Effects of sex and postmenopausal estrogen use on serum phosphorus levels: A cross-sectional study of the national health and nutrition examination survey (NHANES) 2003-2006

Dihua Zhang, Naim M. Maalouf, Beverley Adams-Huet, Orson W. Moe, Khashayar Sakhaee

Research output: Contribution to journalArticle

14 Citations (Scopus)

Abstract

Background Elevation of serum phosphorus concentrations has been associated with cardiovascular events in older women and men. Whether age, sex, or estrogen therapy is associated with different phosphorus levels is unknown. Study Design Cross-sectional study. Setting & Participants 7,005 participants in the National Health and Nutrition Examination Survey (NHANES) 2003-2006. Predictors Demographic data; body measurement indexes; dietary intake by 24-hour dietary recall and food-frequency questionnaire; data for reproductive health, prescription medication, cardiovascular disease, osteoporosis, and diabetes mellitus obtained by questionnaire; and blood chemistry indexes. Outcomes & Measurements Serum phosphorus concentrations. Results In both males and premenopausal females, serum phosphorus levels decline progressively with age. In males, the decline continues over the entire age range of 21-85 years. In contrast, in females, serum phosphorus levels increase between ages 46-60 years (sex × age interaction; P < 0.001). The increase in serum phosphorus levels in older women is independent of changes in serum parathyroid hormone levels, daily dietary phosphorus intake, and estimated glomerular filtration rate. In analysis of covariance, we show that postmenopausal women receiving estrogen therapy have significantly lower serum phosphorus levels than non-estrogen users after adjusting for age, race, body mass index, daily dietary phosphorus intake, and serum albumin, serum parathyroid hormone, and 25-hydroxyvitamin D levels (3.83 vs 3.98 mg/dL; P < 0.001). Limitations The study was cross-sectional in design and estrogen therapy was not randomly assigned or concealed. Important phosphorus regulatory factors such as serum fibroblast growth factor 23 and klotho were not available in the study. Conclusions Estrogen status may account for the difference in serum phosphorus levels in postmenopausal women.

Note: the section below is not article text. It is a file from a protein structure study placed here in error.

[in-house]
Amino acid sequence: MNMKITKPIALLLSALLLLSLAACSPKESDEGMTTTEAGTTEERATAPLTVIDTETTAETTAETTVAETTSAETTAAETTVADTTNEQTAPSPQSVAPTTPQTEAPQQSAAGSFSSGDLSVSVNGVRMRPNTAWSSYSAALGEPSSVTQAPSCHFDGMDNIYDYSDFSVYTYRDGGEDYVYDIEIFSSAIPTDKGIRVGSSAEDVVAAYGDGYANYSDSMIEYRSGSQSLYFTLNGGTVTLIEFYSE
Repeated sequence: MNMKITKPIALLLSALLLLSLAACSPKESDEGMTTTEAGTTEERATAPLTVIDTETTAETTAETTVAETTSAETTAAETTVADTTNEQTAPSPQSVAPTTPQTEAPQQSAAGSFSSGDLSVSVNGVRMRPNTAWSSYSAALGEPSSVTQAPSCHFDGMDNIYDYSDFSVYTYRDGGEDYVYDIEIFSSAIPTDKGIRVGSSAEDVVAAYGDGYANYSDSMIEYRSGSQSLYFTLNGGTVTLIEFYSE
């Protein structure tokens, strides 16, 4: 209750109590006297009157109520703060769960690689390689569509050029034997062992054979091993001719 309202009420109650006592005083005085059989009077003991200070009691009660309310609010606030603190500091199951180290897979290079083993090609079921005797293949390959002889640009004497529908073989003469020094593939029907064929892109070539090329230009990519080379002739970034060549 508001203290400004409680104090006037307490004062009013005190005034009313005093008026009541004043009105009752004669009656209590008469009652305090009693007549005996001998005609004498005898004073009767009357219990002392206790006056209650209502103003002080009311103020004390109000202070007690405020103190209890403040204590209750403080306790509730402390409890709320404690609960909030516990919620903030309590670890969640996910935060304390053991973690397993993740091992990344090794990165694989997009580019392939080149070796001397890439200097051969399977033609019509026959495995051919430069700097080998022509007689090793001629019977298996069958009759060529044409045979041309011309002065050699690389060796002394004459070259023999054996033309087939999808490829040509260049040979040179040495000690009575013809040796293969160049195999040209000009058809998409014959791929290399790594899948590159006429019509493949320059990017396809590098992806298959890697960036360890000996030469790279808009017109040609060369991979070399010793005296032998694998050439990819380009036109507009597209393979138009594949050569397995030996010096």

Original languageEnglish (US)
Pages (from-to)198-205
Number of pages8
JournalAmerican Journal of Kidney Diseases
Volume63
Issue number2
DOIs
StatePublished - Feb 2014

Fingerprint

Nutrition Surveys
Phosphorus
Estrogens
Cross-Sectional Studies
Serum
Dietary Phosphorus
Parathyroid Hormone
Reproductive Health
Glomerular Filtration Rate
Serum Albumin
Osteoporosis
Prescriptions
Diabetes Mellitus
Body Mass Index
Cardiovascular Diseases
Therapeutics
Demography
Food

Keywords

  • cardiovascular disease
  • estrogen
  • gender heterogeneity
  • menopause
  • Serum phosphorus

ASJC Scopus subject areas

  • Nephrology

Cite this

@article{f44ece093a9a4162a713d1c262af1404,
title = "Effects of sex and postmenopausal estrogen use on serum phosphorus levels: A cross-sectional study of the national health and nutrition examination survey (NHANES) 2003-2006",
abstract = "Background Elevation of serum phosphorus concentrations has been associated with cardiovascular events in older women and men. Whether age, sex, or estrogen therapy is associated with different phosphorus levels is unknown. Study Design Cross-sectional study. Setting & Participants 7,005 participants in the National Health and Nutrition Examination Survey (NHANES) 2003-2006. Predictors Demographic data; body measurement indexes; dietary intake by 24-hour dietary recall and food-frequency questionnaire; data for reproductive health, prescription medication, cardiovascular disease, osteoporosis, and diabetes mellitus obtained by questionnaire; and blood chemistry indexes. Outcomes & Measurements Serum phosphorus concentrations. Results In both males and premenopausal females, serum phosphorus levels decline progressively with age. In males, the decline continues over the entire age range of 21-85 years. In contrast, in females, serum phosphorus levels increase between ages 46-60 years (sex × age interaction; P < 0.001). The increase in serum phosphorus levels in older women is independent of changes in serum parathyroid hormone levels, daily dietary phosphorus intake, and estimated glomerular filtration rate. In analysis of covariance, we show that postmenopausal women receiving estrogen therapy have significantly lower serum phosphorus levels than non-estrogen users after adjusting for age, race, body mass index, daily dietary phosphorus intake, and serum albumin, serum parathyroid hormone, and 25-hydroxyvitamin D levels (3.83 vs 3.98 mg/dL; P < 0.001). Limitations The study was cross-sectional in design and estrogen therapy was not randomly assigned or concealed. Important phosphorus regulatory factors such as serum fibroblast growth factor 23 and klotho were not available in the study. Conclusions Estrogen status may account for the difference in serum phosphorus levels in postmenopausal women.",